This example shows how to delay incoming midi notes by a specified note duration. In order to achieve this we are introducing a pipe object in the middle of the notein and noteout objects that can be found by default on a max for live midi device. Furthermore, we need to define pipe’s ‘delaytime’ attribute to ‘0 ticks’ and set the ‘quantize’ attribute to the desired note duration.
Max for Live
This example shows how to listen to a specific MIDI CC in Max for Live. Implementing MIDI reception for Max for Live is a little different from implementing it for straight ol’ Max. Instead of using, for example, the ctlin object, we need to use midiin, and then use midiselect to look for exactly what we want. Also, we need to make sure our plug-in is in a Live MIDI track, and that the MIDI monitoring is set to IN.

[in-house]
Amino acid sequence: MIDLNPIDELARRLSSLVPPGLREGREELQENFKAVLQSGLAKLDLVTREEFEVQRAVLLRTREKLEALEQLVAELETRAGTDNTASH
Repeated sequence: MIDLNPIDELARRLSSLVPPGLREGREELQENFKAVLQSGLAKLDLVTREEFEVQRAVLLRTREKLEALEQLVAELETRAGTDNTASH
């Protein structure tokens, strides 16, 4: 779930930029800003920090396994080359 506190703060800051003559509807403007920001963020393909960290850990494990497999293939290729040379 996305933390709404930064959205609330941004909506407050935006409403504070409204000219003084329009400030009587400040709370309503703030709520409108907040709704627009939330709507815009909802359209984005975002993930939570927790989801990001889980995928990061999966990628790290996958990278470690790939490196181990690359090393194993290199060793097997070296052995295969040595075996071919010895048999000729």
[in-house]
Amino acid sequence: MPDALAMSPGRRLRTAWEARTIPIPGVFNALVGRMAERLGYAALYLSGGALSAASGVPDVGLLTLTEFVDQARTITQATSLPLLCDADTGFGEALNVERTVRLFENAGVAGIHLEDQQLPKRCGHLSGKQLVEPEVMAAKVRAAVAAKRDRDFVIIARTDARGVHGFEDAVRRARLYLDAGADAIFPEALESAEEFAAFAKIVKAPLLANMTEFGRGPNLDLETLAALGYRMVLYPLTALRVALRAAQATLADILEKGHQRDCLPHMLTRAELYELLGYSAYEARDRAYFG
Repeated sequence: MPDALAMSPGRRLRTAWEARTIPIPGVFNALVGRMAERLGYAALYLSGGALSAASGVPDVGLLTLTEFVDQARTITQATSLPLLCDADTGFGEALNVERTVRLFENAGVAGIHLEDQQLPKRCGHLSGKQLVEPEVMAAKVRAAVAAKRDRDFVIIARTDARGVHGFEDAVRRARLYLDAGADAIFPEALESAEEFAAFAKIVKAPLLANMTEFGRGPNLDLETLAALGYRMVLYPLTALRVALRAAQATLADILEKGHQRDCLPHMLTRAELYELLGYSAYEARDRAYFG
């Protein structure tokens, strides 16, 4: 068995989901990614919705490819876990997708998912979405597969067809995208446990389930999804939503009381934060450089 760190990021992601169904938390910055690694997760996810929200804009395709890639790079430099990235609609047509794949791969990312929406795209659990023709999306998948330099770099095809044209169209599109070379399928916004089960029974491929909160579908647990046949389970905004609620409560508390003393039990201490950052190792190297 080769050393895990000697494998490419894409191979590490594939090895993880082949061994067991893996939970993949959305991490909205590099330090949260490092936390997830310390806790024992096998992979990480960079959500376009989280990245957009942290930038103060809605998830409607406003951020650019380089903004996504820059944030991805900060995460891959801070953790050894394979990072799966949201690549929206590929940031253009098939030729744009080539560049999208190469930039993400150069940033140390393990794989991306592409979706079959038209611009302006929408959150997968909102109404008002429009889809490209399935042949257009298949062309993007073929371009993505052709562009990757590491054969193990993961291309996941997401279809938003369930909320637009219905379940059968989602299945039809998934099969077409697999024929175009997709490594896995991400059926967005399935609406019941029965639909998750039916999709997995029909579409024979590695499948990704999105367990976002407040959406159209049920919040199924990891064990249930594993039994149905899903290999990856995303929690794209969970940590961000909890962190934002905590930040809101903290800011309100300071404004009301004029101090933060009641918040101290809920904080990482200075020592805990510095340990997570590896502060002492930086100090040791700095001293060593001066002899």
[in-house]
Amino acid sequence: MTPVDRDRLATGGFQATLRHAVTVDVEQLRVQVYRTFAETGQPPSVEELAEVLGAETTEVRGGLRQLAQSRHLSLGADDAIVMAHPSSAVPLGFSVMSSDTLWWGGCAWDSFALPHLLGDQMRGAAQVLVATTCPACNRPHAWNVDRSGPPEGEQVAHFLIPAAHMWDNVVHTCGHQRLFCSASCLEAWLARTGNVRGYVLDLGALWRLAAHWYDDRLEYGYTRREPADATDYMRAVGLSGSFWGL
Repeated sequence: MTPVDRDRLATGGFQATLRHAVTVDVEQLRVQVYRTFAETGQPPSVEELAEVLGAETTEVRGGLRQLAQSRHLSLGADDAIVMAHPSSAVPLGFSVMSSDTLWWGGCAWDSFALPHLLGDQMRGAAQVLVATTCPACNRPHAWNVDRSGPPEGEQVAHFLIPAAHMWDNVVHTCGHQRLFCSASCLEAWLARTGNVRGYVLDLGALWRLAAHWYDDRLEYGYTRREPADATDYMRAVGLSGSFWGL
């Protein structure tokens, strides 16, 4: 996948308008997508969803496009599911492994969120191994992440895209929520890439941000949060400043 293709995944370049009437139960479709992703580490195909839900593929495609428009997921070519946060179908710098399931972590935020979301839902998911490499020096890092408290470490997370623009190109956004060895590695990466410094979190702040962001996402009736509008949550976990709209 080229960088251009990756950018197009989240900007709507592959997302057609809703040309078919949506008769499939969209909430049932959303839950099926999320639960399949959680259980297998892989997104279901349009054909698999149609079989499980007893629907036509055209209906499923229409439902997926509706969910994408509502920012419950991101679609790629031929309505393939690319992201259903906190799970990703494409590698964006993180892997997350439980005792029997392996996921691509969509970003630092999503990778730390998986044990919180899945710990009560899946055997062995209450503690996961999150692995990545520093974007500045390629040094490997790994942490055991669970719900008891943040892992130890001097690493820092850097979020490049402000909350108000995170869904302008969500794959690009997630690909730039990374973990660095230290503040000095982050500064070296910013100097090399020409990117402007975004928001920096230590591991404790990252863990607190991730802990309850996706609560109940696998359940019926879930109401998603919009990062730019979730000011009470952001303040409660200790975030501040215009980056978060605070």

Following the “Tap Tempo” example, this is a translation of that patch it into a Max for Live device that controls the Live transport (using the mouse instead of the t key). For the purpose of the example demonstration the code that would reside inside an amxd file is included here inside a Max patch, so you can just see in Max without having to load it into Live.
This patch shows one possible implementation of a tremolo effect as a Max for Live (M4L) device.
This patch demonstrates some of the steps necessary to change a parameter automatically in a Max for Live device using the Live API. To use this patch, you will need the Ableton Live Studio application, and you'll need to paste the contents of this patch into the edit window of a Max for Live device.
This patch is, in many ways, identical to the patch shown in "Tap to teach tempo to Max", but in this instance it's implemented in a way that will work as a device in Max for Live. Instead of setting the tempo attribute of the Max transport object, we're setting the tempo property of the live_set object in the Live Object Model.